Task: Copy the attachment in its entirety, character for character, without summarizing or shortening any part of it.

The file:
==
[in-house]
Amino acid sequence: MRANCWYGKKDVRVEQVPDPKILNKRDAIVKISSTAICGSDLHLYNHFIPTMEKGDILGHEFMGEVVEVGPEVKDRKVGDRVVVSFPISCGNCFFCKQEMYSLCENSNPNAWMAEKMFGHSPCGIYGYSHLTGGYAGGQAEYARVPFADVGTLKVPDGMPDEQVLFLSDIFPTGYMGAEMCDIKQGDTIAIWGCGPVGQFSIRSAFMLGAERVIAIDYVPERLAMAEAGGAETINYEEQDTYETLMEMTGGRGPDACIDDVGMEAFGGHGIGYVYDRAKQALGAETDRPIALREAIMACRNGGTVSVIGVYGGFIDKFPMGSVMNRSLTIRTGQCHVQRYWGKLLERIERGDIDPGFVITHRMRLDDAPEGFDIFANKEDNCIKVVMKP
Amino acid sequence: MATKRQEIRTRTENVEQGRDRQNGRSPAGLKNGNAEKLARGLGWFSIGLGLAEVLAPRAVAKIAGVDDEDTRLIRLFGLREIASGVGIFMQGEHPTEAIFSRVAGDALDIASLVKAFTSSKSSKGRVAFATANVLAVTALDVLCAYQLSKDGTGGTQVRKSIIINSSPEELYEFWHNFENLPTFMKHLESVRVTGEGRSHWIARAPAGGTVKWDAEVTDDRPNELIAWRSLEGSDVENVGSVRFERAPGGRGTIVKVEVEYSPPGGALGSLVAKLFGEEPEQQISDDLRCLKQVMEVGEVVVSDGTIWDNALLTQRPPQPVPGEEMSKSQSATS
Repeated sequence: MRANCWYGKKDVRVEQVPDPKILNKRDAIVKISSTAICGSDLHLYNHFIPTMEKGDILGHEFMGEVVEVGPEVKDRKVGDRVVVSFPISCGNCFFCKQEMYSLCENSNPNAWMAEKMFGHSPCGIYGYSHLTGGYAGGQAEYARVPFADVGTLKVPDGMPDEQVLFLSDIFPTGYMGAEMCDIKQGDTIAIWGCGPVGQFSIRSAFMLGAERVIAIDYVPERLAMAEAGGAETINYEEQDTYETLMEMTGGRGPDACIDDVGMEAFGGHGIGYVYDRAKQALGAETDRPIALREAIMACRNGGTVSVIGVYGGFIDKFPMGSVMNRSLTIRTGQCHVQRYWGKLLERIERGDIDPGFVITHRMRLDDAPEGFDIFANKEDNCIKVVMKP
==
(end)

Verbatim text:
[in-house]
Amino acid sequence: MRANCWYGKKDVRVEQVPDPKILNKRDAIVKISSTAICGSDLHLYNHFIPTMEKGDILGHEFMGEVVEVGPEVKDRKVGDRVVVSFPISCGNCFFCKQEMYSLCENSNPNAWMAEKMFGHSPCGIYGYSHLTGGYAGGQAEYARVPFADVGTLKVPDGMPDEQVLFLSDIFPTGYMGAEMCDIKQGDTIAIWGCGPVGQFSIRSAFMLGAERVIAIDYVPERLAMAEAGGAETINYEEQDTYETLMEMTGGRGPDACIDDVGMEAFGGHGIGYVYDRAKQALGAETDRPIALREAIMACRNGGTVSVIGVYGGFIDKFPMGSVMNRSLTIRTGQCHVQRYWGKLLERIERGDIDPGFVITHRMRLDDAPEGFDIFANKEDNCIKVVMKP
Amino acid sequence: MATKRQEIRTRTENVEQGRDRQNGRSPAGLKNGNAEKLARGLGWFSIGLGLAEVLAPRAVAKIAGVDDEDTRLIRLFGLREIASGVGIFMQGEHPTEAIFSRVAGDALDIASLVKAFTSSKSSKGRVAFATANVLAVTALDVLCAYQLSKDGTGGTQVRKSIIINSSPEELYEFWHNFENLPTFMKHLESVRVTGEGRSHWIARAPAGGTVKWDAEVTDDRPNELIAWRSLEGSDVENVGSVRFERAPGGRGTIVKVEVEYSPPGGALGSLVAKLFGEEPEQQISDDLRCLKQVMEVGEVVVSDGTIWDNALLTQRPPQPVPGEEMSKSQSATS
Repeated sequence: MRANCWYGKKDVRVEQVPDPKILNKRDAIVKISSTAICGSDLHLYNHFIPTMEKGDILGHEFMGEVVEVGPEVKDRKVGDRVVVSFPISCGNCFFCKQEMYSLCENSNPNAWMAEKMFGHSPCGIYGYSHLTGGYAGGQAEYARVPFADVGTLKVPDGMPDEQVLFLSDIFPTGYMGAEMCDIKQGDTIAIWGCGPVGQFSIRSAFMLGAERVIAIDYVPERLAMAEAGGAETINYEEQDTYETLMEMTGGRGPDACIDDVGMEAFGGHGIGYVYDRAKQALGAETDRPIALREAIMACRNGGTVSVIGVYGGFIDKFPMGSVMNRSLTIRTGQCHVQRYWGKLLERIERGDIDPGFVITHRMRLDDAPEGFDIFANKEDNCIKVVMKP